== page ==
Natural Connections: Outdoor entertainment
By Emily Stone
Naturalist/Education Director at the Cable Natural History Museum
It was still dark when I pulled ski pants over yoga pants, zipped up my puffy coat, and headed out to clear fresh snow off my car. I knew that my plow guy would arrive soon, and I wanted to be ready to play musical parking spots.
Shovel in hand, I shuffled through six inches of dense snow. Before reaching my car, though, I noticed that someone else had made tracks before me. I hadn’t expected that. This was the first measurable snowfall of the year, so the tracks hadn’t been sunk in a previous layer—they’d been made during the night, after half the stuff had already fallen.
Feet held still now, I pivoted in place to follow the tracks without wrecking them. A surprised “ha!” escaped when I saw that tracks led right up to my doorstep. I’d just walked right past them. Leaning in, I saw the naily, 5-toed tracks of a Mustelid, daintily imprinted on the dusting of snow that had blown under the porch roof. My visitor should have knocked!
Almost as big as the palm of my hand, I knew that these tracks couldn’t have been made by a mink or ermine. They were fisher or otter tracks for sure. I snapped a few photos before following the tracks back out across the driveway. On the smooth snow, three, interwoven sets of prints were interrupted by long troughs, in a dot-dot-dash, Morse Code-type pattern.
Otters, then: critters who are known to play, and who love to use sliding as a method of travel. Like grade-schoolers on a snow day, this romp of otters must have dashed joyfully into the swirl of flakes and the transformed world. Already dressed in warm and water-repellant fur, they didn’t even have to bother pulling on a snowsuit. Otters’ short legs and thick necks make them powerful swimmers, but less agile on land—unless there is snow. Then their bodies become streamlined sleds propelled by powerful, webbed feet.
Once, on a winter camping trip in the Boundary Waters, I skied beside a set of otter tracks that climbed up on the steep bank, only to slide back down. Up and down; up and down. There wasn’t anything to eat up on the lakeshore. It could only have been for fun.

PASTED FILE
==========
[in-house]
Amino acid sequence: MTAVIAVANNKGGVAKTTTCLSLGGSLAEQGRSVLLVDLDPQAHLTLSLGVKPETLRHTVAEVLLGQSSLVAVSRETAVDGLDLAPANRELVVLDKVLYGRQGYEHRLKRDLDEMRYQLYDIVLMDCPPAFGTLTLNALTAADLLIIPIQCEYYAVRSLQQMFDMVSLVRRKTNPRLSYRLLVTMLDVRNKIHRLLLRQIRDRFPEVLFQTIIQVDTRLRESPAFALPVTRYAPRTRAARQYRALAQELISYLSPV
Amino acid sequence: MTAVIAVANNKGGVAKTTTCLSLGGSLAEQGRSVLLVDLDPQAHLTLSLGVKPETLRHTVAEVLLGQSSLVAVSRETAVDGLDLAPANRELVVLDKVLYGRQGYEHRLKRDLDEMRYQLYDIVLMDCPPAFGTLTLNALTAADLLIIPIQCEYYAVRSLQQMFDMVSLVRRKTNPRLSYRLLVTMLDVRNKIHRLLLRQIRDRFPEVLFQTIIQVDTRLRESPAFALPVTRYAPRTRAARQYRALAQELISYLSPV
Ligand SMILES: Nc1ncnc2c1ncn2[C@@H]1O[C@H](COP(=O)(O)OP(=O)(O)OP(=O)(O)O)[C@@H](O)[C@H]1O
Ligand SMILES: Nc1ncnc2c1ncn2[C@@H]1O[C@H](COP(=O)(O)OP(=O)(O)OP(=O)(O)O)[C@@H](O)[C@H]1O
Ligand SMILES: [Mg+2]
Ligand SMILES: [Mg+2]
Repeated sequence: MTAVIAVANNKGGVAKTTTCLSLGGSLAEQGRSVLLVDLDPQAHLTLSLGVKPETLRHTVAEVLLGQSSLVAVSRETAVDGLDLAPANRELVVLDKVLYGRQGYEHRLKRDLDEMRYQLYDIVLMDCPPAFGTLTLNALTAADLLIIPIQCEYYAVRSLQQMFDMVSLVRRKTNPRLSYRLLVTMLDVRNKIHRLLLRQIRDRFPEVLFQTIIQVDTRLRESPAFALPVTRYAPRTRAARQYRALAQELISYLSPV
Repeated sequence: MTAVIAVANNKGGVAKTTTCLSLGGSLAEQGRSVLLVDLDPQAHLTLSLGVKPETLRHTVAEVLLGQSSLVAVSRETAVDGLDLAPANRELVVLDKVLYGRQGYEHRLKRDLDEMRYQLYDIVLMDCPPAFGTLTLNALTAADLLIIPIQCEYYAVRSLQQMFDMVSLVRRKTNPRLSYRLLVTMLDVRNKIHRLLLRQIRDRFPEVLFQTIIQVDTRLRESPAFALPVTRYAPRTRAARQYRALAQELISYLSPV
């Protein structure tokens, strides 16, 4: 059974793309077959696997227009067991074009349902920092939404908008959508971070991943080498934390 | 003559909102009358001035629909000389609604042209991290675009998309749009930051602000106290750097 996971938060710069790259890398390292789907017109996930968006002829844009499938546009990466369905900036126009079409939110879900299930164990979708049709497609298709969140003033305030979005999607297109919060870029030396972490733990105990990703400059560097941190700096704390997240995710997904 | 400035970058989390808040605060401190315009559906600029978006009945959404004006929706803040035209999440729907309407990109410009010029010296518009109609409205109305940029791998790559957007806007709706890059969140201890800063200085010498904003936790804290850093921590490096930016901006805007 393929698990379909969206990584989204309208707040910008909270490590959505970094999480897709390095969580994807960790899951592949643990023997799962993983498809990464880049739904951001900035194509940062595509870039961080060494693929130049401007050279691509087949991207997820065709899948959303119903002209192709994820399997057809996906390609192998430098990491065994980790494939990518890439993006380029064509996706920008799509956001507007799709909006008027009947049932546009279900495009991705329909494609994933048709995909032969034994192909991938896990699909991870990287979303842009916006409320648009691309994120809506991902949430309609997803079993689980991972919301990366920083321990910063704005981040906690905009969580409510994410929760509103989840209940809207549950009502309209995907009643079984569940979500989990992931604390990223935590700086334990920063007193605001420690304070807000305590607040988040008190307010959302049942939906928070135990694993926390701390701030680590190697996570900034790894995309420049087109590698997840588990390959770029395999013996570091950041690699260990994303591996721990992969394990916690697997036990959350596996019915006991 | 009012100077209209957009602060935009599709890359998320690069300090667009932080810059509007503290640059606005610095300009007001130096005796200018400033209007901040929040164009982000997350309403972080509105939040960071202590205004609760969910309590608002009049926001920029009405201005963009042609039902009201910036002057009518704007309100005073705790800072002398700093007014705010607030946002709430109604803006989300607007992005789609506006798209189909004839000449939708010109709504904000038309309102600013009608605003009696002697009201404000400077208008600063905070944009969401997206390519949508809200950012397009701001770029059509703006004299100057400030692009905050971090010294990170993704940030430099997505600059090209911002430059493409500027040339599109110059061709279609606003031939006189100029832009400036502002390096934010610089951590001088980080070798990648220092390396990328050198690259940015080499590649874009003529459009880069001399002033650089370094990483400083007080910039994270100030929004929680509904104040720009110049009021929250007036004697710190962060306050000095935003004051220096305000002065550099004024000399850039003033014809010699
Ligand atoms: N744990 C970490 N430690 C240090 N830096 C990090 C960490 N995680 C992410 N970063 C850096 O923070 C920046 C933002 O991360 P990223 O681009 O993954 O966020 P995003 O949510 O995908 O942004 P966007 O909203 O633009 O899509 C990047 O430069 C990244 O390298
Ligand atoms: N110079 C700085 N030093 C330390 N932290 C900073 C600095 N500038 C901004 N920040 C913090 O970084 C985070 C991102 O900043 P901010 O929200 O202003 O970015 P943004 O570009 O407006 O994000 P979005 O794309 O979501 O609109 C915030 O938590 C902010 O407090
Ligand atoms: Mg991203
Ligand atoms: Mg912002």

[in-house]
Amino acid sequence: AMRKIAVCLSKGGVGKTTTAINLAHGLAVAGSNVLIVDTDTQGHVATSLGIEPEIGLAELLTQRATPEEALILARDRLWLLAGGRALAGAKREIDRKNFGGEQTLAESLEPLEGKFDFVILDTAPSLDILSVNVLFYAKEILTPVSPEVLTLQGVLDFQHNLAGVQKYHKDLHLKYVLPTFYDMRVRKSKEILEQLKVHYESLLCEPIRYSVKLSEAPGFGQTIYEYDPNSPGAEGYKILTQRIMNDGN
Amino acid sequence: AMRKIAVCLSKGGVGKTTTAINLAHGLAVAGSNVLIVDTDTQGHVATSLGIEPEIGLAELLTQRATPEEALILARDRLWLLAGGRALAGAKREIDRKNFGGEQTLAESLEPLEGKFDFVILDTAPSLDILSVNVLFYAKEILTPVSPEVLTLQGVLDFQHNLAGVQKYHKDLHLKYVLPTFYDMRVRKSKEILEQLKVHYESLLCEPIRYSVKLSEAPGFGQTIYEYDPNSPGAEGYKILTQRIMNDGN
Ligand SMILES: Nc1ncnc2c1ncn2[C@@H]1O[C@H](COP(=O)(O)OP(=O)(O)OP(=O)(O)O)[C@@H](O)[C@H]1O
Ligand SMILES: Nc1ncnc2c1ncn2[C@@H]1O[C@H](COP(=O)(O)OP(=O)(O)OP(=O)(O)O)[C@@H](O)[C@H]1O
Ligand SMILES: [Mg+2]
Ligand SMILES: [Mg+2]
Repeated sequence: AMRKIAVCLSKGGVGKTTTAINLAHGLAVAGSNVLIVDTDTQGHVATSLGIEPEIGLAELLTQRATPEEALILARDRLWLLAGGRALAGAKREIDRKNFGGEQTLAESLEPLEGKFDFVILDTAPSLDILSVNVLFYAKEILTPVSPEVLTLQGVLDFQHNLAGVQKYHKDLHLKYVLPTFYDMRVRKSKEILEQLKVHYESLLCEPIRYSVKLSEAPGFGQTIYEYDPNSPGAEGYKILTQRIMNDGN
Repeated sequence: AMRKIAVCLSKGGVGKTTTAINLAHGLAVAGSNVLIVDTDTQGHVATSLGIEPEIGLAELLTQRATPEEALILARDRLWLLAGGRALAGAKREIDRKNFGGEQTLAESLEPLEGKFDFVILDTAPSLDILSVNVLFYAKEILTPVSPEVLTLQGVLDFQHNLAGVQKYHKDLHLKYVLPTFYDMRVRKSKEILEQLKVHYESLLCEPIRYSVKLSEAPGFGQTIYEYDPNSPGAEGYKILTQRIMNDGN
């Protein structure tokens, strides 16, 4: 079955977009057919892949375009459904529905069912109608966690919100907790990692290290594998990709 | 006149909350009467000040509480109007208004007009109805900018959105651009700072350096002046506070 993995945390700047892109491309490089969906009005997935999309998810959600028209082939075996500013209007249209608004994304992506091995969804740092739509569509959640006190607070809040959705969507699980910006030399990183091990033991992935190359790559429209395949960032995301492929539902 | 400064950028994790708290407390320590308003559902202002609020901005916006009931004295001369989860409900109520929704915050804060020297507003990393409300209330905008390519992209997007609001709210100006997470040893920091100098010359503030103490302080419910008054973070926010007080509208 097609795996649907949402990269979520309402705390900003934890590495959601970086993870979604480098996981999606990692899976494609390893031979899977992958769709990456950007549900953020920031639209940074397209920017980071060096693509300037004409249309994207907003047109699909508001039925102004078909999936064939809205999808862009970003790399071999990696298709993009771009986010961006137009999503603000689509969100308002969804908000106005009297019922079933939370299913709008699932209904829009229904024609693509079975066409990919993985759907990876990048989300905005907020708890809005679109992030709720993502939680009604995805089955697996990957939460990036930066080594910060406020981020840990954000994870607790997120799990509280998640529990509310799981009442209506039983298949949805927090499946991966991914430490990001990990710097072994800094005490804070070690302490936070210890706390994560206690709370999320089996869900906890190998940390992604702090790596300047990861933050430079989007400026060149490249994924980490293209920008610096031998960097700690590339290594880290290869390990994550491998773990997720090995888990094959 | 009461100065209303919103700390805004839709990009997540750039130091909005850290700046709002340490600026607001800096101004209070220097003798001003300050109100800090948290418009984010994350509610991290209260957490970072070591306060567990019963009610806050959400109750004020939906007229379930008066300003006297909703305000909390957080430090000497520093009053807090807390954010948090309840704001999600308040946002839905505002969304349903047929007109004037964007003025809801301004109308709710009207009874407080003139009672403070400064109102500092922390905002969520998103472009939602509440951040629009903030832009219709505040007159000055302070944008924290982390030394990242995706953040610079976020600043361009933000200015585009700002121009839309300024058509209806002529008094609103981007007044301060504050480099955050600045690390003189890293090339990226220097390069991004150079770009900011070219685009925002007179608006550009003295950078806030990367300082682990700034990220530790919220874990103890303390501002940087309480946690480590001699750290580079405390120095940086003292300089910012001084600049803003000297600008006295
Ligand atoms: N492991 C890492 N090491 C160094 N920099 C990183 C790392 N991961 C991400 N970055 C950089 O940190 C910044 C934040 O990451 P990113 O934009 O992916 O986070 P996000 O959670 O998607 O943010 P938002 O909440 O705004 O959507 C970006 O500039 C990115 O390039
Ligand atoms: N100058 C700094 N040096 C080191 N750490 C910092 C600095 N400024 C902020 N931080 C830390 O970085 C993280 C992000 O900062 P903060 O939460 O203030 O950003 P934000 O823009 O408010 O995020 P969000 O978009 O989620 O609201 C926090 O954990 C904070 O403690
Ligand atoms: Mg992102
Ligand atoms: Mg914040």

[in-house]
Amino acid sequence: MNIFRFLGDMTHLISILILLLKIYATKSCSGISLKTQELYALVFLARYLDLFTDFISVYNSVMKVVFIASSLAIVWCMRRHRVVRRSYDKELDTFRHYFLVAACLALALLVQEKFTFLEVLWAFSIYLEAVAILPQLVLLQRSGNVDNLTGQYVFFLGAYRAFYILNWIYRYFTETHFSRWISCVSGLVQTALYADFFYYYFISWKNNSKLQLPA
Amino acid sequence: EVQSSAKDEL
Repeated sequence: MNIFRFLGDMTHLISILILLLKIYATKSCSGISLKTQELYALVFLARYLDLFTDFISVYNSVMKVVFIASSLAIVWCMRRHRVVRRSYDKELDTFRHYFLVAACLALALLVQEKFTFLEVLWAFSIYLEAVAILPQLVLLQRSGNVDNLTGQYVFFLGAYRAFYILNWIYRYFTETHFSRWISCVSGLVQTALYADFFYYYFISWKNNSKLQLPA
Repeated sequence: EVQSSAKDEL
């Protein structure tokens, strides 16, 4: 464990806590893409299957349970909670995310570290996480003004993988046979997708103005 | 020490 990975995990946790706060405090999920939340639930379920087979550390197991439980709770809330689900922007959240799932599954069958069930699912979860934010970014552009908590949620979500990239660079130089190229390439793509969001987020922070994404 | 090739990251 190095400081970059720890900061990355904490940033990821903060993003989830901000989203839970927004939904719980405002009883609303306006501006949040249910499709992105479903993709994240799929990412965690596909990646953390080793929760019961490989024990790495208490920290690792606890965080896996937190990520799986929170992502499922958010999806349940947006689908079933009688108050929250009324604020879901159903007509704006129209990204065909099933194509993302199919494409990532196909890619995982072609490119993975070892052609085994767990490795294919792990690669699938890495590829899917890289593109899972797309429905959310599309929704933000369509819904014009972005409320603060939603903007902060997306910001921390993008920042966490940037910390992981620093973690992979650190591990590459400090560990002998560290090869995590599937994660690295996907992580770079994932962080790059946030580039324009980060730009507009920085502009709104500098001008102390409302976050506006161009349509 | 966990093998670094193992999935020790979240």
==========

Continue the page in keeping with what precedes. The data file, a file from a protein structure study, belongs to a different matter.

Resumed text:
Cross-country skiers—and the 6-year-olds inside all of us—know exactly why you go to the trouble of climbing a snow-covered hill: so that you can slide thrillingly down the other side.
Just a few days after that first snowstorm, while milling around the kitchen after Thanksgiving dinner, my dad noticed a red squirrel having difficulties on the shed roof. Just as we all paused to watch, it skittered off the edge in a cloud of snow and plopped to the ground.
The little guy seemed not to remember how he’d gotten on to the roof in the first place, as he tried to climb the vertical walls (not grippy enough), summited a plow pile and tried to jump (not high enough YET), and finally scurried to the far side where a hemlock trunk provided the prefect ladder and launch. Just a few seconds after disappearing around the corner, his little nose appeared over the peak of the roof. “Now what?” we wondered.
As the squirrel plowed through the fluffy frosting toward the edge, we jeered and commentated on this journey. Suddenly, he took a flying leap off the edge, missed a spindly hemlock, and plopped into the snow. Was the squirrel playing? Would we be able to watch him dive into the snowdrift over and over with squeaks of glee?
This scene brought to mind the chapter “Moon Magic,” from Sigurd Olson’s book, The Singing Wilderness. On a full moon night near the Canadian border, Olson watched a mouse using the roof of his tent as a slide. “Faster and faster it ran, intoxicated by its new and thrilling experience; up along the edge straight toward the center of the ridge rope, a swift leap, belly down, legs spread wide to get the full effect of the exhilarating toboggan it had found, a slide of balloon silk straight to the needle-strewn ground below.”
So we watched eagerly as the squirrel re-summited the roof. Instead of a running jump, he crept down the roof slope—almost tunneling out of sight in the snow. At the eaves, he reached around and clung upside down to the edge of the shingles, like a mini Tyrolean traverse. While he slipped and scrambled, we shouted encouragement and ridicule. Until suddenly, he was gone.
Later, once we’d strapped on snowshoes to explore the woods, I took a detour to check out the squirrel’s vanishing point. Tucked up under the eaves was a grooved hole, obviously chewed by rodent teeth. So, the little guy had access to my garden tools and a tub full of compost-ready maple leaves. With the shed door blocked by the snowplow’s mountain, the situation will remain until spring.
Of course, that “situation” also means a transformed world, blanketed in a magical layer of fluff, ready for anyone who wants to experience the joy of sliding.
EDITOR’S NOTE: Emily’s second book, Natural Connections: Dreaming of an Elfin Skimmer, is now available to purchase at www.cablemuseum.org/books and at your local independent bookstore, too.
For more than 50 years, the Cable Natural History Museum has served to connect you to the Northwoods. Come visit us in Cable, WI! Our new Curiosity Center kids’ exhibit and Pollinator Power annual exhibit are now open! Call us at 715-798-3890 or email firstname.lastname@example.org.